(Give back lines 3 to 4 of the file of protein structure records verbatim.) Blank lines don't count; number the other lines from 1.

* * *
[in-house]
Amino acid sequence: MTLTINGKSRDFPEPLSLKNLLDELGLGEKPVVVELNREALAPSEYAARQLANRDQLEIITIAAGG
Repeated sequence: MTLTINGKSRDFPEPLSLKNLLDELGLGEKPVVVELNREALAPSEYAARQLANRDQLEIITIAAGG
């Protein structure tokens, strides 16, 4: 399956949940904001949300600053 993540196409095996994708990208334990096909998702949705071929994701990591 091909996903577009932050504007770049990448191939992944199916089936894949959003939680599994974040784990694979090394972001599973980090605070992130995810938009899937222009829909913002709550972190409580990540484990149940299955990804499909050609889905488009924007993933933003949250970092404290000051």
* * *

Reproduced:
Repeated sequence: MTLTINGKSRDFPEPLSLKNLLDELGLGEKPVVVELNREALAPSEYAARQLANRDQLEIITIAAGG
């Protein structure tokens, strides 16, 4: 399956949940904001949300600053 993540196409095996994708990208334990096909998702949705071929994701990591 091909996903577009932050504007770049990448191939992944199916089936894949959003939680599994974040784990694979090394972001599973980090605070992130995810938009899937222009829909913002709550972190409580990540484990149940299955990804499909050609889905488009924007993933933003949250970092404290000051």